Criminal Justice 484

CRJU 484: Criminal Justice Internship

Prerequisite: CRJU 100 or CRJU 150, junior or senior standing, with minimum 2.5 grade point average, faculty approval

Credit Hours: (6-15) Field placement

Placement of student with criminal justice agency with academic supervision. Graded pass/fail.  Does not fulfuill CRJU elective requirement.  This course may be taken concurrently with CRJU 438.  CRJU 484 may count for 3-12 credit hours for student concurrently enrolled in CRJU 483.


Detailed Description of Content of Course

The purpose of the criminal justice internship program is to enable the student to deepen his/her knowledge and enhance his/her understanding of the complexities of the criminal

justice system. Emphasis is clearly placed on knowledge application and skills development during the placement period. Synthesizing exercises are also focused on in order to enhance knowledge acquisition. Internship placement sites differ considerably from location to location but typically represent one of the following:

1. Police
2. Probation/Parole
3. Corrections
4. Commonwealth Attorney's office
5. Public Defender's office


Detailed Description of Conduct of Course

A formal internship will be arranged with a student in conjunction with the cooperating criminal justice agency.

Interns are generally not paid employees but rather function as professional apprentices. Placement may occur when the participating agency agrees to structure a learning experience, based on agency goals, that will provide the student with a comprehensive view of agency responsibilities and work.

Students must meet most qualifications of the participating agency such as age, citizenship, physical condition, dress and conduct codes. Student applicants must be interviewed and accepted into the internship program by both the CRJU Internship faculty supervisor as well as the participating agency.

The designated agency supervisor provides on-the-jobinstruction and guidance and is otherwise responsible for structuring a complete learning experience. (This will be done in cooperation with the designated CRJU faculty supervisor.) The agency will also conduct evaluations of the intern at established intervals. The faculty supervisor will be responsible for following up on each intern in order to ensure a quality experience for the student as well as to handle any problems that may occur from time to time.

A final evaluation of the student is completed by the agency prior to his/her termination and forwarded in writing to the designated CRJU faculty member. Interns are responsible for keeping a daily journal and must submit a detailed paper at the end of the experience which is intended to assist in synthesizing the classroom with actual practice.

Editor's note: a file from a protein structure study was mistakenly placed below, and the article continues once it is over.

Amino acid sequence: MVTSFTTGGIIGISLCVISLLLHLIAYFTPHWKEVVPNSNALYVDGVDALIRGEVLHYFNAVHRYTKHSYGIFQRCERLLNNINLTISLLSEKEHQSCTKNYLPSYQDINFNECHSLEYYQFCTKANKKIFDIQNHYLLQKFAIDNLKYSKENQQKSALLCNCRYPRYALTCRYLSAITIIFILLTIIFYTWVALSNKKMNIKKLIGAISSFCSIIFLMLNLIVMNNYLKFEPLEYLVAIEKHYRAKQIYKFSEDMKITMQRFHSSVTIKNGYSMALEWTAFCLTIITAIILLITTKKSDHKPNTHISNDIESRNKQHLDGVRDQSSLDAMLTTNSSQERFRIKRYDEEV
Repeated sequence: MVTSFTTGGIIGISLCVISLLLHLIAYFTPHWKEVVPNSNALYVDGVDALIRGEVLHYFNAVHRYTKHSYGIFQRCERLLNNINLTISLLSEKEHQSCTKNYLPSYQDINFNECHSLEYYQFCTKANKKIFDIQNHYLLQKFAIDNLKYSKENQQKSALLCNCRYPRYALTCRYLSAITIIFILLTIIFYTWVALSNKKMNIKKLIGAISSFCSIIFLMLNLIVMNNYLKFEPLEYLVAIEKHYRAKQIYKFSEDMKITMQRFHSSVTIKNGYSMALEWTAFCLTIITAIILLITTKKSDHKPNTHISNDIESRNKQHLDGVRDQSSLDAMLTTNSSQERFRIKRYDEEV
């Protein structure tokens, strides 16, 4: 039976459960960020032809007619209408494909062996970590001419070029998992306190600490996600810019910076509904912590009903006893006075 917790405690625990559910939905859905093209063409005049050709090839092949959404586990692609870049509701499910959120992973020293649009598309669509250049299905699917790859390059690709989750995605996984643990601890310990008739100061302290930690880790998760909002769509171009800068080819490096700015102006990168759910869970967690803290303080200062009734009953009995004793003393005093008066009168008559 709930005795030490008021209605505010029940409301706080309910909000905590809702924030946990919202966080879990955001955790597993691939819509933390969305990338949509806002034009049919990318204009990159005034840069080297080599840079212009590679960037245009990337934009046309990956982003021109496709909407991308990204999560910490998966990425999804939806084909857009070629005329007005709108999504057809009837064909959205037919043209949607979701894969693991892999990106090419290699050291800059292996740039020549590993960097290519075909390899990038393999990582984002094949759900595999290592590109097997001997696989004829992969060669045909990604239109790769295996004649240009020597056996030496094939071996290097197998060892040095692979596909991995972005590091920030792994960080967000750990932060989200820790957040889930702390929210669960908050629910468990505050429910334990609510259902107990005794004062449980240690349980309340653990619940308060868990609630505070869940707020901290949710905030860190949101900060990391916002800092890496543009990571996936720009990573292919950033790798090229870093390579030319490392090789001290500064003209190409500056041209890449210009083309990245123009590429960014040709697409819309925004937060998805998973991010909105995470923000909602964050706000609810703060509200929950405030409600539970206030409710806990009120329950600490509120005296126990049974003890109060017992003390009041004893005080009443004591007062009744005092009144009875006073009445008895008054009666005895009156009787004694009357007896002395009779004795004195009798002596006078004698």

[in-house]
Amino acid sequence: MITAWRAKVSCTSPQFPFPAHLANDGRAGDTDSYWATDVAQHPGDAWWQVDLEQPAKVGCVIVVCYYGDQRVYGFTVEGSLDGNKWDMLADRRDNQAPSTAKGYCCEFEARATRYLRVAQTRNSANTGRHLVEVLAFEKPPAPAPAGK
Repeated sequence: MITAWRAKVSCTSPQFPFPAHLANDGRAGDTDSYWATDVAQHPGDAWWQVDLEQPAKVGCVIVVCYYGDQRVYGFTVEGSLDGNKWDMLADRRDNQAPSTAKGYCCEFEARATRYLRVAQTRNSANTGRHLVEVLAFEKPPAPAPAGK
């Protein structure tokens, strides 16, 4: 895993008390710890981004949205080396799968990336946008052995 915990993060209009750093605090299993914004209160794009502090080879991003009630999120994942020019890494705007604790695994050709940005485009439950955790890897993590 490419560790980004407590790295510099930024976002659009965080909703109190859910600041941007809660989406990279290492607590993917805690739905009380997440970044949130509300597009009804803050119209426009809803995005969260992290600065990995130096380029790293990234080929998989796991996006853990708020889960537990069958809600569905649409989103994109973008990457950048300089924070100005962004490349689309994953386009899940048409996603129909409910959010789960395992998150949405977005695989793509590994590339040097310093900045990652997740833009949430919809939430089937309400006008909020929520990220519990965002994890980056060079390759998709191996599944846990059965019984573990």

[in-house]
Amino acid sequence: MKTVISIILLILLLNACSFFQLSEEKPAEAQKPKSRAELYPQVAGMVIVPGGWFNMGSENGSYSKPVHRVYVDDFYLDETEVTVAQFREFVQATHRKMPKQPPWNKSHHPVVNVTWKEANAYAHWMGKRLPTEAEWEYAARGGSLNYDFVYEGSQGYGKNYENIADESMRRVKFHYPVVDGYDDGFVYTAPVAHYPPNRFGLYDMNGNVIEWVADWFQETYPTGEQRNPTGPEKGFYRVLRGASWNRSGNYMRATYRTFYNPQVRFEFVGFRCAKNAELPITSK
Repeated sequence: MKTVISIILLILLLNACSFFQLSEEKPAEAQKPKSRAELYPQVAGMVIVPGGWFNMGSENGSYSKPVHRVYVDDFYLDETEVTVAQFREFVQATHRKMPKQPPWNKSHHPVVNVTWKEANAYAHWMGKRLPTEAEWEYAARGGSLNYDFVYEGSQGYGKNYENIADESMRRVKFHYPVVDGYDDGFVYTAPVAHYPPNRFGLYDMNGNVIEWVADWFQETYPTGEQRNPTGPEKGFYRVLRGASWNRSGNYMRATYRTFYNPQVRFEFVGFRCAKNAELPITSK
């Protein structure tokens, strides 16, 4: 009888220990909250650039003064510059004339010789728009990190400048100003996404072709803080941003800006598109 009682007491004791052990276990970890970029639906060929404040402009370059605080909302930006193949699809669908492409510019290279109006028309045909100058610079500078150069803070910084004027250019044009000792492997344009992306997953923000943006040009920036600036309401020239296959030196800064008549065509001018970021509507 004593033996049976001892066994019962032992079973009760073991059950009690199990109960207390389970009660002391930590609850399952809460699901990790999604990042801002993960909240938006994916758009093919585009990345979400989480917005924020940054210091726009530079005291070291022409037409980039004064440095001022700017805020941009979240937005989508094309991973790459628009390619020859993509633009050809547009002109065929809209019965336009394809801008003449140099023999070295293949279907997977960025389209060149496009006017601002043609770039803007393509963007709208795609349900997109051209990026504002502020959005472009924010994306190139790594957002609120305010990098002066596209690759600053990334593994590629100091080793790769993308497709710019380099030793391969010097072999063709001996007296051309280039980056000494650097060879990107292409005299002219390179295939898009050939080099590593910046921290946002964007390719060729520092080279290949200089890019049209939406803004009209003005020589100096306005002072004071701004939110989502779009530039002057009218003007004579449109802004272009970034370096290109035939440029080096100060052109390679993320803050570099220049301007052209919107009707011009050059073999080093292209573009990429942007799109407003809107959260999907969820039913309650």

Students who have been working in a full-time or part-time capacity for a criminal justice agency may not do an internship at that agency unless overall functions and responsibilities change.


Goals and Objectives of the Course

1. Knowledge acquisition: The student will learn largely in a self-directed manner. Duley (1980) writes that the learning process in any field experience program is controlled by circumstances of reality. Information and knowledge therefore is not structured and controlled in a rigid manner but rather is experienced first hand and is absorbed in day-to-day interactions with staff, clients and the community at large.

2. Knowledge Application: The student will use theories, principles and constructs learned in the classroom and observe them in actual practice in the field. Concepts such as discretion, social control, bureaucracy, rehabilitation and due process will be dealt with an a concrete and first hand manner.

3. Skill Development: The student will demonstrate skills in the area of oral and written communication by preparing agency reports when requested as well as participating in staff and planning meetings when appropriate.


Assessment Measure

Internship objectives can be measured through a variety of methods which may include research papers, journals, periodic reports and agency evaluation. Instructors may choose among these assessment tools and may develop others if they deem it appropriate.


Other Course Information



Review and Approval

Date Action Approved By
July 2005, Reviewed by Dr. Isaac Van Patten, Department Chair